Such intimate connections between our physical universe and our inner states of being underscore the fundamentally spiritual nature of psychological distress as experienced by many people. In an excellent exploration of the subject, Jeff Foster argues that depressive breakdown can be "a call to awakening," that what we emerge into during an emergency is as important as the stressors that push us there to begin with.

The Strengths Model of mental health care suggests that risk is a necessary part of recovery. With so many mental health services still focused on stabilization and maintenance, how can we use times of crisis to refocus on what can be gained from the experience, on how a spiritual death can lead to a new appreciation of actual life? As people experiencing mental distress, how can we help our providers understand that some of what we are experiencing is a necessary part of our growth? As providers, how can we have the faith (all puns intended) and confidence in those we serve and our  relationships with them to know when these processes are running their natural course?

And above all, how can we all support each other in learning the lessons spiritual death and rebirth have to teach?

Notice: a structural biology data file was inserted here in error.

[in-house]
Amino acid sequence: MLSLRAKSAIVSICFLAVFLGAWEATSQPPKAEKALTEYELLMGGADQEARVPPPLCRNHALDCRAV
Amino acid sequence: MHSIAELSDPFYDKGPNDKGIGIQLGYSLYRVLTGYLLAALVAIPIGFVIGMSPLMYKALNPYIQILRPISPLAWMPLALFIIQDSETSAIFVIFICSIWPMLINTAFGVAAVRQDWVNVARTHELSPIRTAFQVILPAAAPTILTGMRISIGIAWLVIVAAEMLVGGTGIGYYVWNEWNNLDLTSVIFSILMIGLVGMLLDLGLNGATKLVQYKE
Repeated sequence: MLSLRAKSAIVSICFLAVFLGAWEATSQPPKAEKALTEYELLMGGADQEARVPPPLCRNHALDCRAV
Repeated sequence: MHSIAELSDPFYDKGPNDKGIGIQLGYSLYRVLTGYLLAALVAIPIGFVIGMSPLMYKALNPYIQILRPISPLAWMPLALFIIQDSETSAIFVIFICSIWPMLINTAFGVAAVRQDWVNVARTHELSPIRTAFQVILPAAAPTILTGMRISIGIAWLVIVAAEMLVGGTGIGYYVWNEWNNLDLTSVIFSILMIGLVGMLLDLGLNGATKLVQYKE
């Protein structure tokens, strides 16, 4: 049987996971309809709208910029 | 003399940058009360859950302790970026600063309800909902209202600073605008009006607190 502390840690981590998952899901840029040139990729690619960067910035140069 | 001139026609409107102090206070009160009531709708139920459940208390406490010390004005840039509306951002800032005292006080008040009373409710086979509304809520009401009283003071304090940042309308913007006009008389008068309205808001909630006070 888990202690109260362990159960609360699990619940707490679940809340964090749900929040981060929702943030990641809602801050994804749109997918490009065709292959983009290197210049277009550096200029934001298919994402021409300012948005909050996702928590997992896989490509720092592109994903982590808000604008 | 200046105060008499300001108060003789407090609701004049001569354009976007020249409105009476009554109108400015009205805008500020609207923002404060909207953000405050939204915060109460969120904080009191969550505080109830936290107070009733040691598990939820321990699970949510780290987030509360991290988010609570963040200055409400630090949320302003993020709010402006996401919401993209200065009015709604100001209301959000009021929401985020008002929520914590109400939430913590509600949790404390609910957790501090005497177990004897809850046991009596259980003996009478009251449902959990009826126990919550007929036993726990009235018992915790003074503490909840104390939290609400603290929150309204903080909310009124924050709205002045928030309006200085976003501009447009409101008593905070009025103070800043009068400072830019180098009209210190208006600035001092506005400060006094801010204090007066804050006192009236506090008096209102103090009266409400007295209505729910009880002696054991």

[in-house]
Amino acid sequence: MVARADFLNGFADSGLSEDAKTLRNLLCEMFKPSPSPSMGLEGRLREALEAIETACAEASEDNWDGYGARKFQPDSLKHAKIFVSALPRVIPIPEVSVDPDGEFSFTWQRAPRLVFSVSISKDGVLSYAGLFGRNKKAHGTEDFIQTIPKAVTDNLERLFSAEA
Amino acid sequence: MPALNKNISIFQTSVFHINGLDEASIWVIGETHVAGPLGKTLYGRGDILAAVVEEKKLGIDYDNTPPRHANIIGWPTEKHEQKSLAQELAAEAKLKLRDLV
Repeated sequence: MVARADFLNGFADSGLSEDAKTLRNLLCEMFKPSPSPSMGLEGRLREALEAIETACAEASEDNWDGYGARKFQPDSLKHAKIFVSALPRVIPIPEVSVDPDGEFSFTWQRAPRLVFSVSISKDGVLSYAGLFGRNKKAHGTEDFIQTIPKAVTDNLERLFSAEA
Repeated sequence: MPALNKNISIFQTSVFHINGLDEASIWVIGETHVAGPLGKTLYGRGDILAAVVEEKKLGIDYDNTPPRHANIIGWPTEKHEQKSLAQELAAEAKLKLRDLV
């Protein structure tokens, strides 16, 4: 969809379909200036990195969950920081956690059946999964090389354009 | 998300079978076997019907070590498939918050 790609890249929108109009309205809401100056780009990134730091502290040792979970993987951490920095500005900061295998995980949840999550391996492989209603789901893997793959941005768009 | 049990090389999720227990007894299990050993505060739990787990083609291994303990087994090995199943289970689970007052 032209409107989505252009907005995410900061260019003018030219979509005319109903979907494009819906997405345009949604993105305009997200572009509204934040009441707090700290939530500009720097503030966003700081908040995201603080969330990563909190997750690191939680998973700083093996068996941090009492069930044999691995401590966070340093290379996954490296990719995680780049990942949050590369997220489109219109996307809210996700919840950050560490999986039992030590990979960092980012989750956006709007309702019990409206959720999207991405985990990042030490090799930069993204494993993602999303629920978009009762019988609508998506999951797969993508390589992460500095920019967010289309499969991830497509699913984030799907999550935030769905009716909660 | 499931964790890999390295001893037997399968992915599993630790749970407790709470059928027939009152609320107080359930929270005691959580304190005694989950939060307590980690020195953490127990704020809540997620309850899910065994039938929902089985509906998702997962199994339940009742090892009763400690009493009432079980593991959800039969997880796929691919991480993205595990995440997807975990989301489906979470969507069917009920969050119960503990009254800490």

Rebirth by Antonio David Fernández

Tuesday, November 27, 2012

Religious Freedom: Restraint as Opportunity

By Lael Ewy, MFA, CPS

US Constitution, Photo courtesy Mr T in DC

The most common issue we’ve encountered as we have explored spirituality and mental health recovery comes from service providers who are worried that they will run afoul of the 1st Amendment’s “establishment clause” if they even approach the subject of a person’s spiritual life.
The actual clause reads thus: “Congress shall make no law respecting an establishment of religion, or prohibiting the free exercise thereof” (U.S. Const. Amend. I). Various interpretations of this amendment have set the bar fairly high: working within the framework of Medicaid services delivery, I am subject to a law Congress has made; therefore I ought to tread carefully so that I am not seen as promoting a faith or prohibiting others’ exercise of their own.  My own code of ethics as a Certified Peer Specialist states that I shall not “practice, condone, facilitate or collaborate in any form of discrimination,” including against any particular religion (State of Kansas, cited in WSU-CCSR, 2006, p. 5), an idea reinforced by the precept that I shall “at all times respect the rights and dignity of those [I] serve.”